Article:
The process of finding a new job started for me in January. I began interviewing for a position at a local bank branch with which I had done personal business for five years. I had multiple products with the branch, including my first bank account at age 16. After a lengthy three-month interview process across multiple branches and different positions, I got a call.
I was ecstatic. I had received my first-ever full-time job offer, and it was from a company that I had wanted to work with for years. Everything was going well — my job interviews were amazing, and everyone I met seemed to genuinely enjoy their work. I was excited to get started.
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Trying to Get a Job With Bad Credit
I knew there was some pre-hire stuff to take care of, but nothing that I thought would interfere with the job offer. There were the typical tax forms, NDAs, and background and credit checks. I knew my background was clean, but the credit check scared me a bit. I knew I had bad credit, but I also thought that the check might just be a formality.
Maybe it wouldn’t actually matter. Maybe they just wanted to make sure I didn’t have any bankruptcies or public records. On top of that, 80 percent of hiring managers surveyed by the Society of Human Resources have taken on a candidate despite a poor financial record. All of this led me to believe the odds were in my favor — but boy, was I wrong.
I received a call one day, a week or two after officially accepting the offer. A nice corporate woman from HR asked to speak with me. I obliged and was taken through one of the worst experiences I can recall: a full breakdown of my credit history.
Line by line, she read every account on my credit report, what the balance was, and asked if I had paid it. For all accounts, the answer was no.
I could feel the job slipping from my fingers with each line of the credit report that she read off to me. But I didn’t lose all hope.
I was given a chance to share my reasoning as to why I hadn’t been able to pay any of my balances owed. I drafted a letter stating my hardships, attached evidence backing up my claims, and sent it in.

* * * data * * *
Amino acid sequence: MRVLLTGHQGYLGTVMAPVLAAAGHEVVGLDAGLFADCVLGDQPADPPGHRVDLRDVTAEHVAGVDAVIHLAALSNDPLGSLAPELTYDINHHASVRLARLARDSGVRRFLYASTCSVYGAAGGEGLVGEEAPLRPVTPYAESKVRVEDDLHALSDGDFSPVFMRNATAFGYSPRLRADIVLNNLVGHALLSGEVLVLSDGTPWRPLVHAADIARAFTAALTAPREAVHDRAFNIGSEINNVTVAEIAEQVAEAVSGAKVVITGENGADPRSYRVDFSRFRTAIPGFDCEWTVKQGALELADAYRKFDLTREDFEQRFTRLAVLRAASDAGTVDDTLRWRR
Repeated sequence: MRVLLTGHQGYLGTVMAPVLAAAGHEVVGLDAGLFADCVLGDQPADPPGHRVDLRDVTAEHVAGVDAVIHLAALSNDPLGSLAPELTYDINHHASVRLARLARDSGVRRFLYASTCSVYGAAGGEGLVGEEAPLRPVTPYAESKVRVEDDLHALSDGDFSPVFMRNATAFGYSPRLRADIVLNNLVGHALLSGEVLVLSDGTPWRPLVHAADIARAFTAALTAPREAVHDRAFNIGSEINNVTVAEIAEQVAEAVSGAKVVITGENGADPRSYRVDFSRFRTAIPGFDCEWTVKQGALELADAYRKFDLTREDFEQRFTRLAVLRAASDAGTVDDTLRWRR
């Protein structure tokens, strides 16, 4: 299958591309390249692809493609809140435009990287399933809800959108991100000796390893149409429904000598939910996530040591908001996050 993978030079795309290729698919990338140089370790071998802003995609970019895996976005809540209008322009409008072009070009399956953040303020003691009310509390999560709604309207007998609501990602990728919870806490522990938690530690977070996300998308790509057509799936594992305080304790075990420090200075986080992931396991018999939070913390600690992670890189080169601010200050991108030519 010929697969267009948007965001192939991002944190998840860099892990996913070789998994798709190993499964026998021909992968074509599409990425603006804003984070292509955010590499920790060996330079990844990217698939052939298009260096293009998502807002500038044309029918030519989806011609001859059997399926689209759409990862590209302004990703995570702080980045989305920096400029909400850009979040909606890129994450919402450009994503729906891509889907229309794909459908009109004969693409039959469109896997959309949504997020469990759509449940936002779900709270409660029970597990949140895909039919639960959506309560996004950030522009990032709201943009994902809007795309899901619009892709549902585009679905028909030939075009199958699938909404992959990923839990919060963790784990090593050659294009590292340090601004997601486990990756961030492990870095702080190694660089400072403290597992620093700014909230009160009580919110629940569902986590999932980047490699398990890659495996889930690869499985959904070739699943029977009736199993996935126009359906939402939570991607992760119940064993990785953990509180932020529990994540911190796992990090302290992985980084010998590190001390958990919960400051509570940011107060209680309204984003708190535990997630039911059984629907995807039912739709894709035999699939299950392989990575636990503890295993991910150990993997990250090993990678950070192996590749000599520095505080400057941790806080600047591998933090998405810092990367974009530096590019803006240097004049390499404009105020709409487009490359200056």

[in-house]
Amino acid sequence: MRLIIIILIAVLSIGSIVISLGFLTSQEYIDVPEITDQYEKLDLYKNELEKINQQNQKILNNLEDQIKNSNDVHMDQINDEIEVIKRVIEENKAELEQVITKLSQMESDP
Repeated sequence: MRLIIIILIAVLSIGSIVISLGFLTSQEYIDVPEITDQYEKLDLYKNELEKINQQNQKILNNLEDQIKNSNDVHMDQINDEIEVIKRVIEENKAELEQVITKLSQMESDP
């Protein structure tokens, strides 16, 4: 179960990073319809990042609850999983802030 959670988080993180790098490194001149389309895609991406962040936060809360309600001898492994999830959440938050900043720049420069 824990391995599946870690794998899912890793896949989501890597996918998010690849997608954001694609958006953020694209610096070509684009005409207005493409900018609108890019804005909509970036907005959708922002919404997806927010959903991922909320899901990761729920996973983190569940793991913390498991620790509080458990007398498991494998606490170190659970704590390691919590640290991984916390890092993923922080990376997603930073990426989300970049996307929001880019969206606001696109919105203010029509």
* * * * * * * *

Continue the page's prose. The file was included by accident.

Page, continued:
A week and a half later, I received the call I had been dreading: the decision. After a lengthy review process, the bank had decided to rescind the job offer. I was told that I could either apply for a position that didn’t require credit verification or wait six months and try again for this position.
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Legal Advice for Job Seekers With Bad Credit
While it may seem discriminatory to rescind an employment offer due to bad credit, it’s a common practice with certain employers.
“In some states, employers are prohibited from using credit as a factor in hiring decisions,” says Colorado-based attorney Clark Dray. “Exceptions exist for banks and financial institutions, law enforcement agencies, and when the credit information is substantially related to the employee’s current or potential job, and is disclosed in writing to the employee.”
As such, if you’re applying to a job in the above-listed sectors, there’s not much legal recourse you can take if you lose a job opportunity due to bad credit. But if you work in a different industry and live in one of the following states or cities, you should be in the clear:
- New York City
- Washington, DC
- Washington State
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The Road to Recovery
For a few hours, I hit what was one of the lowest points I’d experienced in months. I didn’t know where to go from there. I didn’t know what I was going to do or how I was going to be able to pay my increasing bills. I stopped, took a few deep breaths, and decided not to waste any more energy on the issue.
I knew I was in the process of rebuilding my credit, and I knew that it was only going to take time. This wasn’t something I could fix overnight. It was something I would have to work on and try again.
Over the next few months, I will continue reaching out to creditors to negotiate balances in an attempt to reduce my overall debt load and improve my credit score. I do plan on re-applying for that job in six months’ time, but I’m not sure that my credit will fully recover by then.
All I can do is establish a positive payment history going forward and show progress on old accounts. Any positive progress at all is something that I can use to my advantage during the reapplication process. Hopefully, that will increase my chances of landing that position again.
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Additional reporting by Connor Beckett McInerney.